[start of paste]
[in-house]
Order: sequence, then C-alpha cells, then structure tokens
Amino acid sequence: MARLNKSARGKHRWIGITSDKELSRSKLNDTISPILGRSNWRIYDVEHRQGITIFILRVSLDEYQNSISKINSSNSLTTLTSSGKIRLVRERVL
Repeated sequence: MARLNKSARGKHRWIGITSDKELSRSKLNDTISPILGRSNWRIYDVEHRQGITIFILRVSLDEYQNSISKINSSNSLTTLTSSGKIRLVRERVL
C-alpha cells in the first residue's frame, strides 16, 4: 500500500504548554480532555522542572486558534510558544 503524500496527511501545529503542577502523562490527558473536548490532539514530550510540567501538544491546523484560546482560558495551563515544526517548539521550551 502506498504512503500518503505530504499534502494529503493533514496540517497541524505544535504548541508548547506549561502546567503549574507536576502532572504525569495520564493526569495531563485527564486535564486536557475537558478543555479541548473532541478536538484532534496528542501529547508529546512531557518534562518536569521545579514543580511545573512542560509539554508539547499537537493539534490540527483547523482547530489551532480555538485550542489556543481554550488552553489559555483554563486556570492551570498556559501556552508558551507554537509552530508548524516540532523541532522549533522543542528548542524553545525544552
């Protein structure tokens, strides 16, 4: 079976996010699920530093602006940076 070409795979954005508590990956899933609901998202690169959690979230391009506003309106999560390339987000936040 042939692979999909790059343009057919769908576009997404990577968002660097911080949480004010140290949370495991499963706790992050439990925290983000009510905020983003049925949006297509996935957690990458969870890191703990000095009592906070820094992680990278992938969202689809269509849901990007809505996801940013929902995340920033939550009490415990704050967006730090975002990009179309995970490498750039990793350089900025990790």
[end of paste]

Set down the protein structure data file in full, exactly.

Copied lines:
[in-house]
Order: sequence, then C-alpha cells, then structure tokens
Amino acid sequence: MARLNKSARGKHRWIGITSDKELSRSKLNDTISPILGRSNWRIYDVEHRQGITIFILRVSLDEYQNSISKINSSNSLTTLTSSGKIRLVRERVL
Repeated sequence: MARLNKSARGKHRWIGITSDKELSRSKLNDTISPILGRSNWRIYDVEHRQGITIFILRVSLDEYQNSISKINSSNSLTTLTSSGKIRLVRERVL
C-alpha cells in the first residue's frame, strides 16, 4: 500500500504548554480532555522542572486558534510558544 503524500496527511501545529503542577502523562490527558473536548490532539514530550510540567501538544491546523484560546482560558495551563515544526517548539521550551 502506498504512503500518503505530504499534502494529503493533514496540517497541524505544535504548541508548547506549561502546567503549574507536576502532572504525569495520564493526569495531563485527564486535564486536557475537558478543555479541548473532541478536538484532534496528542501529547508529546512531557518534562518536569521545579514543580511545573512542560509539554508539547499537537493539534490540527483547523482547530489551532480555538485550542489556543481554550488552553489559555483554563486556570492551570498556559501556552508558551507554537509552530508548524516540532523541532522549533522543542528548542524553545525544552
């Protein structure tokens, strides 16, 4: 079976996010699920530093602006940076 070409795979954005508590990956899933609901998202690169959690979230391009506003309106999560390339987000936040 042939692979999909790059343009057919769908576009997404990577968002660097911080949480004010140290949370495991499963706790992050439990925290983000009510905020983003049925949006297509996935957690990458969870890191703990000095009592906070820094992680990278992938969202689809269509849901990007809505996801940013929902995340920033939550009490415990704050967006730090975002990009179309995970490498750039990793350089900025990790």